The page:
The Changing Face of NAADS and Uganda’s Agriculture

Published on 9th September 2014

By Morrison Rwakakamba and Daniel Lukwago

Despite the importance of agriculture to Uganda‟s economy, the sector‟s performance has  not been impressive in recent years. Whereas the industrial and services sectors have in some years hit  a  10  percent  growth  rate,  the  growth  in  the  agriculture  sector  has  consistently  remained largely  in  reserve  gear.  Real  growth  rate  in  agricultural  output  declined  from  7.9  percent  in 2000/01 to 1.3 percent in 2012/13. 

Agriculture in Uganda is dominated by small holder farmers who occupy the majority of land and  produce  most  of  the  crop  and  livestock  products. The  key  long-standing  challenge  of  the small  holder  farmers  is  low  productivity  stemming  from  the  lack  of  access  to  markets,  credit, and technology. Most small holder operations occur in farming systems with the family as the centre  of  planning,  decision-making  and  implementation,  operating  within  a  network  of relations at the community level.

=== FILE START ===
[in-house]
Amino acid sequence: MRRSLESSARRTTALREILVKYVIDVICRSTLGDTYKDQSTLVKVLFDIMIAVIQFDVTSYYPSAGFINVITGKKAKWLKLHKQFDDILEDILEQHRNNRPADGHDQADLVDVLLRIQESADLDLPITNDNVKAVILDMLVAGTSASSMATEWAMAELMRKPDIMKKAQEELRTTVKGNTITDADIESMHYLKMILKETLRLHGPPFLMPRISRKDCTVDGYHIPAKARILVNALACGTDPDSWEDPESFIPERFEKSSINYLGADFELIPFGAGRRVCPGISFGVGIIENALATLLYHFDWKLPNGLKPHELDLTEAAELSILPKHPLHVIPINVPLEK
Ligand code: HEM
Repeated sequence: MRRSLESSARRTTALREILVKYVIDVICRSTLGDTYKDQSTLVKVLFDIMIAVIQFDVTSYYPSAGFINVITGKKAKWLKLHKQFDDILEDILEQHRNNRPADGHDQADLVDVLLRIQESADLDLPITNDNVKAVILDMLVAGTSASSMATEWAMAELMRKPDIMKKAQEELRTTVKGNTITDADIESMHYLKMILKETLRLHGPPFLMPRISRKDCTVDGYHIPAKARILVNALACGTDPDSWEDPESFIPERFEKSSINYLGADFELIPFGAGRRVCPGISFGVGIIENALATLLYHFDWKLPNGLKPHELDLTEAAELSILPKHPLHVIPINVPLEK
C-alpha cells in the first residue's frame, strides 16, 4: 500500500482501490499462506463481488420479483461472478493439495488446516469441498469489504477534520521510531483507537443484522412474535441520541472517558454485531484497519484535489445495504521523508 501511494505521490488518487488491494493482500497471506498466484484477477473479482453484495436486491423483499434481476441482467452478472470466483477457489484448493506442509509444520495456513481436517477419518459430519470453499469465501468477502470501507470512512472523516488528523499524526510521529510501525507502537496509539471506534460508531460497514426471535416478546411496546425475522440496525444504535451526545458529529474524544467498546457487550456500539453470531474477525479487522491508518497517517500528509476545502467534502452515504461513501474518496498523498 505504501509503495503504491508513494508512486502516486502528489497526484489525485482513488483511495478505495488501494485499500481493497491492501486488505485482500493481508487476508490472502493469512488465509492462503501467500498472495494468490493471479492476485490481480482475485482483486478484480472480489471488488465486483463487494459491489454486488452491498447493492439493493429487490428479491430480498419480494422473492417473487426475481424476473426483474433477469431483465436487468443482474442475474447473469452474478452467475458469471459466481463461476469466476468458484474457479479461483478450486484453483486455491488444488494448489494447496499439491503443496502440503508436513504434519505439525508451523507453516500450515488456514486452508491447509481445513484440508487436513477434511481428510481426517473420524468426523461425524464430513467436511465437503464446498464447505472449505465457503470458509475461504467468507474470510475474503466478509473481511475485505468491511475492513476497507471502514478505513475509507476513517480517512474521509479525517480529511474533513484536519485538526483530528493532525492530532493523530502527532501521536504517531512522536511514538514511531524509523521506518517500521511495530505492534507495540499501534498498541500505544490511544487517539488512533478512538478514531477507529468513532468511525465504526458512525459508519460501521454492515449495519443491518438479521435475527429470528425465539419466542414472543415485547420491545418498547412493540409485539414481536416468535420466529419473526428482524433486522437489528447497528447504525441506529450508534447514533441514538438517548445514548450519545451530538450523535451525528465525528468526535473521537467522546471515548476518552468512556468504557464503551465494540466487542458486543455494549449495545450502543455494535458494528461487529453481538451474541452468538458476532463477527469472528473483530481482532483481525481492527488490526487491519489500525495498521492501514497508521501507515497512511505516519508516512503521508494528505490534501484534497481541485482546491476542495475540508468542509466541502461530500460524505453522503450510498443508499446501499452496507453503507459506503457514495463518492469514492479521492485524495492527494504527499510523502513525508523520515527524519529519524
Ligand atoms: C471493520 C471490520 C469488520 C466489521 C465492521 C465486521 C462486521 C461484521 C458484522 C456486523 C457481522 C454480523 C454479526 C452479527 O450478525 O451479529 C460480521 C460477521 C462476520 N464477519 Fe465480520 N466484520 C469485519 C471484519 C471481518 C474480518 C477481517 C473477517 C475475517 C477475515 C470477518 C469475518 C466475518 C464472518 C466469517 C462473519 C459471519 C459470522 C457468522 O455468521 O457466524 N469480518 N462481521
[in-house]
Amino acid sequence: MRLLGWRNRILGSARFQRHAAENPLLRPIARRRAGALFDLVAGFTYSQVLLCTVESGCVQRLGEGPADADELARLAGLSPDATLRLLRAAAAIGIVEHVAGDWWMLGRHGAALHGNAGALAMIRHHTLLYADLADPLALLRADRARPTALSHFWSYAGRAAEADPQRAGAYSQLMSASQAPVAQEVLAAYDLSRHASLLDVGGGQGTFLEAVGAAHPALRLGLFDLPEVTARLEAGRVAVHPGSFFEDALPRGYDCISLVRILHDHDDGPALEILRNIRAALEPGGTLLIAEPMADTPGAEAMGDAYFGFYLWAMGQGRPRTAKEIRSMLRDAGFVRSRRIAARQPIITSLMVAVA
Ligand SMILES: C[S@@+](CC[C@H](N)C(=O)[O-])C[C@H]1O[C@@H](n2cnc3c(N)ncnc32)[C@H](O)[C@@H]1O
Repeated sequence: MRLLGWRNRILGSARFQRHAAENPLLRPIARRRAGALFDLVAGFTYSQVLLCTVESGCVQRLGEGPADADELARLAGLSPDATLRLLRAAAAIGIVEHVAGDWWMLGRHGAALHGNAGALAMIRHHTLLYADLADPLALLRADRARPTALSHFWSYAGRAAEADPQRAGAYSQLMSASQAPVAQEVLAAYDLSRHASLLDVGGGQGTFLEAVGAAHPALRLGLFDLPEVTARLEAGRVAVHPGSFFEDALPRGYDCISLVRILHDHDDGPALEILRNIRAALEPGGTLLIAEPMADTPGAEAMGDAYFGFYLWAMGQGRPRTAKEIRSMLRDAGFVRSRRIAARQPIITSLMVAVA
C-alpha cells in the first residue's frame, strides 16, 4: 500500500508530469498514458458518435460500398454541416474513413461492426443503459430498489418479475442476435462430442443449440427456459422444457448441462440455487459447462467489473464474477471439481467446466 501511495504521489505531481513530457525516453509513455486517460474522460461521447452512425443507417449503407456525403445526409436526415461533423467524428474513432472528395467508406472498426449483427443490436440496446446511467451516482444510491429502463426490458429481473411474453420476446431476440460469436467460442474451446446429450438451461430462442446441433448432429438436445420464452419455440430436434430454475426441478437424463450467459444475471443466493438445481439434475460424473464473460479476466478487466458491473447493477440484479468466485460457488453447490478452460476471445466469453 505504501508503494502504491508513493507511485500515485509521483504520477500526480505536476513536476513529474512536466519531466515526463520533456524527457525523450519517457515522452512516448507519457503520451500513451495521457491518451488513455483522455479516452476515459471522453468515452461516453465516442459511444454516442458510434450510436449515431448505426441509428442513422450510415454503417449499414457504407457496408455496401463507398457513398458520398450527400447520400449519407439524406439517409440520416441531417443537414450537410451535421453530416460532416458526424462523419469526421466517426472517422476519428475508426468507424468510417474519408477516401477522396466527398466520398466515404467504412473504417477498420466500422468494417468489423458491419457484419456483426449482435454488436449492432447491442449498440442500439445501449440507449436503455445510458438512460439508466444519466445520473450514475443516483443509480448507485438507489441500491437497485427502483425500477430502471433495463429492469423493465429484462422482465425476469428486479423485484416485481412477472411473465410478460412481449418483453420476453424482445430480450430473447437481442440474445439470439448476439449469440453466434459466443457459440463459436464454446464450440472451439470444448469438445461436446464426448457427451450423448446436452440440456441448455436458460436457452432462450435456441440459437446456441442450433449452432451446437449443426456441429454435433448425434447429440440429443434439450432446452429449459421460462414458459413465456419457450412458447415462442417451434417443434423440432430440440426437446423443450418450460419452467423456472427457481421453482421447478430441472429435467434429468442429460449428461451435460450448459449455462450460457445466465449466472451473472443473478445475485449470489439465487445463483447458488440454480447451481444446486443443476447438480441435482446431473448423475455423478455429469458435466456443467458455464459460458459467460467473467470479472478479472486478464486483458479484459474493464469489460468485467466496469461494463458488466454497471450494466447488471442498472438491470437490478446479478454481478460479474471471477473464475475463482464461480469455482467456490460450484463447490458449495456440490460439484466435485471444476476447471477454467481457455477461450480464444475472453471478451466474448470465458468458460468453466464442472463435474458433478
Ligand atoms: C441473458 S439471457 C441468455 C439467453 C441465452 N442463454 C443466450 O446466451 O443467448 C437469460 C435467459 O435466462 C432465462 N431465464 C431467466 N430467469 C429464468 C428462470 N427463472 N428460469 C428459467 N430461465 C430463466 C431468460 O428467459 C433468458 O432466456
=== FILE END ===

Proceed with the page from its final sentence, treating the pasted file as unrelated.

Agricultural  extension  is  currently  surrounded  by  uncertainties  and  ambiguities. The  current impasse  in  the  National  Agriculture  Advisory  Services  (NAADS) is  killing  the  agriculture extension  in  Uganda. As  we  speak  now,  agricultural  extension  in  Uganda  is  at  a  cross-road. There is not clear policy on how extension services should be implemented in Uganda. 

It is the contention of this paper that for the army to partake into grand advisory and extension services, there is no precedent and this should particularly take a second tier – Uganda Peoples Defense  Forces  (UPDF)  should  therefore  spend  about  10 years  at  production  before transitioning to backstopping extension services in Uganda.

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